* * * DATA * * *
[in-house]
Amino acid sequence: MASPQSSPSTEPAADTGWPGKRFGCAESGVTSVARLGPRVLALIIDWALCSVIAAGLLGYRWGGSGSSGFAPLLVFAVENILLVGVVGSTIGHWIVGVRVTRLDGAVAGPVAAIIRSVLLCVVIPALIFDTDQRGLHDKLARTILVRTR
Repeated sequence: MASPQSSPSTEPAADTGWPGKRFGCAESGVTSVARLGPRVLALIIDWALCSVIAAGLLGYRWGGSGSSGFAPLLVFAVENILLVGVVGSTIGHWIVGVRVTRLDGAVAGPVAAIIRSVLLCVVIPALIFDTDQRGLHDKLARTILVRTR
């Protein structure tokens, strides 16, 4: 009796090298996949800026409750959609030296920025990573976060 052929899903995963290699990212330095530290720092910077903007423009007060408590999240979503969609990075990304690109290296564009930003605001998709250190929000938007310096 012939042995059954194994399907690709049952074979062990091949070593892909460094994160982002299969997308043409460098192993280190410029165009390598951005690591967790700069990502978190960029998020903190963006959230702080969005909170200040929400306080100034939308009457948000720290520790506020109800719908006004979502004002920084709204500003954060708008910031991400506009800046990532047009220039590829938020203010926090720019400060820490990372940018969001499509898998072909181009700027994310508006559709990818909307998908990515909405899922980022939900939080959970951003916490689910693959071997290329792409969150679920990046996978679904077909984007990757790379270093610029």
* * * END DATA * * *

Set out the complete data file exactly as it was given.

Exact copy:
[in-house]
Amino acid sequence: MASPQSSPSTEPAADTGWPGKRFGCAESGVTSVARLGPRVLALIIDWALCSVIAAGLLGYRWGGSGSSGFAPLLVFAVENILLVGVVGSTIGHWIVGVRVTRLDGAVAGPVAAIIRSVLLCVVIPALIFDTDQRGLHDKLARTILVRTR
Repeated sequence: MASPQSSPSTEPAADTGWPGKRFGCAESGVTSVARLGPRVLALIIDWALCSVIAAGLLGYRWGGSGSSGFAPLLVFAVENILLVGVVGSTIGHWIVGVRVTRLDGAVAGPVAAIIRSVLLCVVIPALIFDTDQRGLHDKLARTILVRTR
């Protein structure tokens, strides 16, 4: 009796090298996949800026409750959609030296920025990573976060 052929899903995963290699990212330095530290720092910077903007423009007060408590999240979503969609990075990304690109290296564009930003605001998709250190929000938007310096 012939042995059954194994399907690709049952074979062990091949070593892909460094994160982002299969997308043409460098192993280190410029165009390598951005690591967790700069990502978190960029998020903190963006959230702080969005909170200040929400306080100034939308009457948000720290520790506020109800719908006004979502004002920084709204500003954060708008910031991400506009800046990532047009220039590829938020203010926090720019400060820490990372940018969001499509898998072909181009700027994310508006559709990818909307998908990515909405899922980022939900939080959970951003916490689910693959071997290329792409969150679920990046996978679904077909984007990757790379270093610029």